This is a tip for mobile Notaries, pizza delivery people, and others who are on the road a lot. I am no longer a Notary Public, but I still drive a fair amount. I drove to the beach at night to enjoy the relaxing environment at Pacific Palisades. I do this once a week unless I am out of town or busy. The negative ions from the Pacific ocean are really theraputic and I always feel much better afterwards.
My plans were ruined
But, this time, I was going to rush to a bar to hang out with people and enjoy some root beer (sorry, no alcohol folks). I took Sunset Blvd to drive to West Hollywood to hang out at Genghis Cohen Chinse Restaurant & Bar in hopes of seeing old acquaintances. So, as I was driving down Sunset, my car lots all connection to the transmission and started making horrible noises when in gear. I pulled over in thick traffic and tried to figure out what was wrong. The engine sounded super in neutral. But, when in any gear I heard this noise that sounded like gears treading on gears making a drill type noise. Ugh. In any case, it sounded like I broke a timing belt or some other belt, or perhaps snapped a gear if that is possible. I am not a mechanic, so I am just making reasonable guesses based on the conditions.
Sunset Blvd goes far too fast
Sunset Blvd. is a street where people are going 30-50 miles per hour on a street with two lanes on each side, generally no shoulder, and lots of curves that impede visibility. It is easy to have a head on collision going around curves if there is another car next to you going the same direction and someone drunk on the other side coming at you. People in that area are always impatient and in a huge hurry. It is not uncommon to see deadly accidents in that part of town on hilly or windy roads because people go far too fast. Although the local houses are all worth more than a million, you are in a lot of danger in that area due to the culturally ingrained road rage.
No breakdown lane or shoulder
So, I was broken down. I tried to get into the right lane weaving through other cars with my blinkers on. I managed to get to the curb, but since the car stopped moving, I could not get as close as I wanted. My rear was about two feet from the curb and my front was six inches. Cars were whizzing around and came within inches of my car. The cars in the right land could not get into the left lane if there were other cars in it which made the situation very dangerous. I felt terrified as I decided to get out of the car and call AAA. The lady at AAA was very nice to me. They called the police and a tow truck. But, neither came for the longest time. The AAA lady said she would stay on the phone with me as long as I liked which was comforting.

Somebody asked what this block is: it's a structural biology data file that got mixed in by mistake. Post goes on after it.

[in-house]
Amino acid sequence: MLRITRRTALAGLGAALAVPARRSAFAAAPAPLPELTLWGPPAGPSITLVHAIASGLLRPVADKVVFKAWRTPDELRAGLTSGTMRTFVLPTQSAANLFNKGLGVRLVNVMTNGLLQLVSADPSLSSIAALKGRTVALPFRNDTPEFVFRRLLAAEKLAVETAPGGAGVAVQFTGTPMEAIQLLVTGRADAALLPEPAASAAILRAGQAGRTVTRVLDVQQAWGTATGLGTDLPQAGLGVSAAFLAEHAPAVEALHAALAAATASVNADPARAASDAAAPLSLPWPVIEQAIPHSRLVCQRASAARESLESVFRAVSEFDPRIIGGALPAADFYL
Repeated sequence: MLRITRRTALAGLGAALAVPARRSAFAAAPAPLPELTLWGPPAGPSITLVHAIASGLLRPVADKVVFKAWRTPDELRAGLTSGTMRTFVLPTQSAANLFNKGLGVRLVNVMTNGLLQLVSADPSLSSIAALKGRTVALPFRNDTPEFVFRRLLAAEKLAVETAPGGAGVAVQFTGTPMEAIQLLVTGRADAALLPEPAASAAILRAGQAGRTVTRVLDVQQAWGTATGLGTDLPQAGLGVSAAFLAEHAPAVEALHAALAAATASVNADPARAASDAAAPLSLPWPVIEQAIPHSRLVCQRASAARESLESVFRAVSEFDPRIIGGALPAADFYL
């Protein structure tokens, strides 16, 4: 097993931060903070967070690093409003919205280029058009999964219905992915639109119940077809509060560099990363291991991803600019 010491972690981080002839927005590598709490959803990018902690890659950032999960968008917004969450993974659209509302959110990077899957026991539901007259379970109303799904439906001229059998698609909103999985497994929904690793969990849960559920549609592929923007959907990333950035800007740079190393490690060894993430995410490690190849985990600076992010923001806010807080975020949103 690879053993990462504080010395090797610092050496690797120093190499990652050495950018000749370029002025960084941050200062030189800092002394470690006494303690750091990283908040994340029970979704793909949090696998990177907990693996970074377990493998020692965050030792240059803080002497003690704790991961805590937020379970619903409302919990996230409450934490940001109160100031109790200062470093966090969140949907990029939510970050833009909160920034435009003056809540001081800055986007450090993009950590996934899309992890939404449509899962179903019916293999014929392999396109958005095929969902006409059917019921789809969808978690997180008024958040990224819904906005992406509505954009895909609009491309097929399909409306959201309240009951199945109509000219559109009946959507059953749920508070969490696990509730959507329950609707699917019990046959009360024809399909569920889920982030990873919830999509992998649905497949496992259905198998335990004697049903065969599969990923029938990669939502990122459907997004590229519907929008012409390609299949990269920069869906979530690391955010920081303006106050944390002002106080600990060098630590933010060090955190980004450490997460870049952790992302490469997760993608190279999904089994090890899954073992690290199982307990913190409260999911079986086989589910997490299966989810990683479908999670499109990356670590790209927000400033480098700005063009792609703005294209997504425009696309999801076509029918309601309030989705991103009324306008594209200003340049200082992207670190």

I stood in the middle of the right lane pointing cars to slow down or stop and get in the other lane. But, they ignored me and almost ran me down and still almost crashed into my 2004 Corolla which I love. I didn’t want to get a new car because the transmission in the older cars is more agreeable than the seven speed in the newer Corollas which changes gears every three seconds which is really annoying. Then, I got a better idea. I got my military flashlight from the car. That way cars would see me from further away. But, since they were coming around a curve and then hitting a light before they saw me, they still ignored me. They still were coming within inches of hitting my precious old car that I love so dearly. Maybe I should have shined the light directly in their faces like some obnoxious lady cop was doing at the airport. It is the only way to get people to stop ignoring you. Great idea!
Security finally showed up
A security car that looked like a police car finally showed up. He had bright orange lights on the top of his vehicle that made my break down more visible. Ten minutes later my tow truck came. He was very experienced and got me loaded up within thirty seconds and sped away at break neck speeds. He got me into my parking spot at home beautifully as well. I told him how impressed I was, because backing up with a trailer is a skill.
To all of you people who are on the road a lot, it might make sense to practice dealing with dangerous situations ahead of time so you don’t freak out. Here are some suggestions.
1. Practice changing a tire, and make sure your spare has air in it after sitting in your trunk for years. Inspect it regularly.
2. Know where your flares are. A flare can save you from getting hit.
3. Have a few flashlights in the car, and perhaps some batteries that fit them. I have a hiking head flashlight (miner style) and a military flashlight and a regular flashlight.
4. If you break down on a busy road, stand 200 feet behind the vehicle on the curb and tell the drivers to slow down and use a flashlight if you have one. Rehearse this in your mind ahead of time so you will be ready when you are frazzled.
5. Know where your AAA card is. If you don’t have Triple A, consider getting it because they are life savers and also you can get discounts on hotels, maps, and other services with AAA.
6. Know the schedule of your reliable repair people. I prefer Toyota, but I had bad luck with the new owners of downtown Toyota, so I will have to try a new branch. They are not normally open on Sundays, so that creates an issue because today is Sunday and I am broken down in my parking spot at home. Hmmm.
7. If you are in an unsafe or remote area, having a gun is not a bad idea. I would never carry one until the world goes to hell, but you might consider it.
8. Make sure your cell phone is charged up at all times because you never know when you are going to need it.>